Namibia: Worst Drought Ever - Governors

(file photo)

by Ndanki Kahiurika, by Adam Hartman, by Tuyeimo Haidula, by Luqman Cloete

SEVERAL regional governors have described the current drought as the worst in recent times, with the cropping regions of Zambezi, Kavango East, Kavango West, Omusati, Oshana, Ohangwena and Oshikoto being the hardest-hit.





President Hage Geingob declared the drought a state of emergency on Monday, and the government has set aside N$570 million for drought relief.

Prime Saara Kuugongelwa-Amadhila yesterday met regional governors in Windhoek to discuss how to roll out the drought relief aid.

The prime minister told the governors that N$10 million of the N$570 million is for delivering water to affected communities, while N$11,4 million has been set aside for drilling and rehabilitating boreholes.

Logistics and the transportation of food will cost N$36 million, while marketing incentives, the leasing of grazing, and transport would cost N$31,3 million; lick supplements for the core herd will cost N$150 million; and fodder subsidies will take up N$140 million. Certified crop production for the next season would cost N$10 million.

"Given the extent of the drought, these interventions will require the support of all Namibians, and we must avoid delays and wastages to safeguard our people who are affected as well as their livestock," the prime minister stated.

The governors who spoke to The Namibian said this drought is worse than that of 2013 and 2016.

Former president Hifikepunye Pohamba declared the 2013 drought an emergency, while Geingob also declared the 2016 drought a national disaster.

Speaking to The Namibian on Wednesday, Erongo governor Cleophas Mutjavikua described the situation as one of the worst as farmers have nowhere to go for grazing.

"Before now, those farmers would seek refuge in places like Otjiwarongo, Otjinene or Okamatapati. Now, farmers in those areas have also moved in search of grazing. The declaration is welcomed because now it would means assistance for farmers," he added.

Mutjavikua urged the land reform ministry to suspend the resettlement programme this year, and use the targeted farms for relief grazing instead.

Omusati governor Henock Kankoshi said the region had received such poor rain that animals have no grazing, while farmers who grew mahangu did not harvest anything.

"This drought is the worst in memory. I cannot compare this one to the other two. At least, back then we had some rain and people harvested something. I, however, do not want people to panic. Things will be alright," he reasoned.

Kavango West governor Sirkka Ausiku said what aggravated the situation in her region was the human-wildlife conflict, where elephants were eating up the few crops that had survived the drought.

"We have some rain here and there, which means there is some grazing, but the elephants are worsening the situation. These elephants started becoming a problem around 2015," said Ausiku.

The chairperson of the Omusati Regional Council, who is also the chairperson of the Disaster Risk Management Committee in the region, Modestus Amutse, yesterday stated that all 12 constituencies in the Omusati region have each registered over 800 households for the drought relief programme.

He said Okalongo tops the list with over 1 000 households which have registered. He added that the final number would only be available as from today when his office receives the list from the different traditional leaders.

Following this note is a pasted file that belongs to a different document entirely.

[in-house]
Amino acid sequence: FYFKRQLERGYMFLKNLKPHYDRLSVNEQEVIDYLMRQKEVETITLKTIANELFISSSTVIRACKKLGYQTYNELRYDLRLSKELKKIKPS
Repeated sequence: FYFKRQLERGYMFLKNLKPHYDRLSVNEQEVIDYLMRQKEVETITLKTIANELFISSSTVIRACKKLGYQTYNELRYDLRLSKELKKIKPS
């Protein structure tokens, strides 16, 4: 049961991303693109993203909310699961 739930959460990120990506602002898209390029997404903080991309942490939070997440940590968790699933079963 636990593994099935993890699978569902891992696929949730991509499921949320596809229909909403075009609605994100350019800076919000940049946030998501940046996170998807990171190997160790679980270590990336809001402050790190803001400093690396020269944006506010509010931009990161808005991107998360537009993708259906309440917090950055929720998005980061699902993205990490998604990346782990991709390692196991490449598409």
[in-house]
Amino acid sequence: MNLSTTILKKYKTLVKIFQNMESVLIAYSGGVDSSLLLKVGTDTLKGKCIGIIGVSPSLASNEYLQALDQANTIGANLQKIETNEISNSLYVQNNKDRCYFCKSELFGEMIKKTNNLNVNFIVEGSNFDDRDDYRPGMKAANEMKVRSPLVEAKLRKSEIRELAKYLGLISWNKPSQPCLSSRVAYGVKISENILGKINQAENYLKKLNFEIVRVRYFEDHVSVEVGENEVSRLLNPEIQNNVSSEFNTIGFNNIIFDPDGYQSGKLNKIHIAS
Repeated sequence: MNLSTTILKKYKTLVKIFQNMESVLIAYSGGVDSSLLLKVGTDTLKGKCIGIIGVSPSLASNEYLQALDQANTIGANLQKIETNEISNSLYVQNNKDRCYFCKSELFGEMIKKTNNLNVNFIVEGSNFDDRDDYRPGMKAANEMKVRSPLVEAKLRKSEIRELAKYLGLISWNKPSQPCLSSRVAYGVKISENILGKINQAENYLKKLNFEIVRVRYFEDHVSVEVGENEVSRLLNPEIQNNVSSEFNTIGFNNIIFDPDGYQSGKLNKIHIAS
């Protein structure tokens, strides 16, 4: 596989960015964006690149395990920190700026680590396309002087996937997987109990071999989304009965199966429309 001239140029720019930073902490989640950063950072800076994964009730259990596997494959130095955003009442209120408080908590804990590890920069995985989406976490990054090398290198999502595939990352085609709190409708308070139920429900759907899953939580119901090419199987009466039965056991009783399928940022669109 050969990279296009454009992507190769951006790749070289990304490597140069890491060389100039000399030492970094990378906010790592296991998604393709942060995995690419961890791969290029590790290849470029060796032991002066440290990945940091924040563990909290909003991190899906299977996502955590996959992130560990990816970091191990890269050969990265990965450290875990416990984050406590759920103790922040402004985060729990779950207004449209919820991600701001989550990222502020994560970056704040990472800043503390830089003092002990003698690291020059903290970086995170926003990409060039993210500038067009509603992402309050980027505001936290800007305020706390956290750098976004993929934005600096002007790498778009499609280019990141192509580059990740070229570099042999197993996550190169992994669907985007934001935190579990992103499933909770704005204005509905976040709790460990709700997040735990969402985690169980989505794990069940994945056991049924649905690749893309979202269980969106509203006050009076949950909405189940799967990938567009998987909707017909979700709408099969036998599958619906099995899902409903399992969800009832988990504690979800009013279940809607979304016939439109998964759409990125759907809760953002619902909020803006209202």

Amutse said the region has also started preparing the drought emergency budget.

"We depend highly on the drought budget set aside by the government. Due to the low rainfall, even the dams are dry. Most people will depend on canals. We are negotiating with NamWater to open the Etakaya-Uuvudhiya canal and the Oshikuku-Elim canal for the drought period," he continued.

Although he said there are pipelines in some areas, there is not sufficient pressure to pump water, hence the appeal to the agriculture ministry to support the affected communities.

Amutse said people in some areas were still struggling to secure water for their livestock. Many are forced to give their livestock tap water, thus drastically increasing water bills.

"We are also encouraging people to assist one another. If you have leftover mahangu, please share it with your neighbours," he appealed.

Amutse said the region will hold a meeting next week to compile the final list of water points for both people and animals.

Ongwediva constituency councillor Andreas Utoni noted that although they have not yet started the registration process, he fears that this year would be the worst.

"In previous years, we at least had a bit of rainfall, and if one was a good farmer and had planted on time, they could get something out of it. This year, we got zero rainfall, so communities will need assistance," Utoni said.

//Kharas region's Karasburg West constituency councillor, Paulus Efraim, yesterday said his office was yet to distribute drought relief food to needy residents.

He could also not say how many drought-stricken people had benefited from the food handouts last year.

According to him, regional constituencies do not have budgets for the purchase of drought relief food, and thus rely on the //Kharas Regional Council to supply them with handouts to cater for those affected.

Chief regional officer for Erongo, Ludumilla Doëses said they had identified 1 617 people who benefited from two consignments - one of over 3 000 bags of maize, and another of close to 10 000 bags between January and March.

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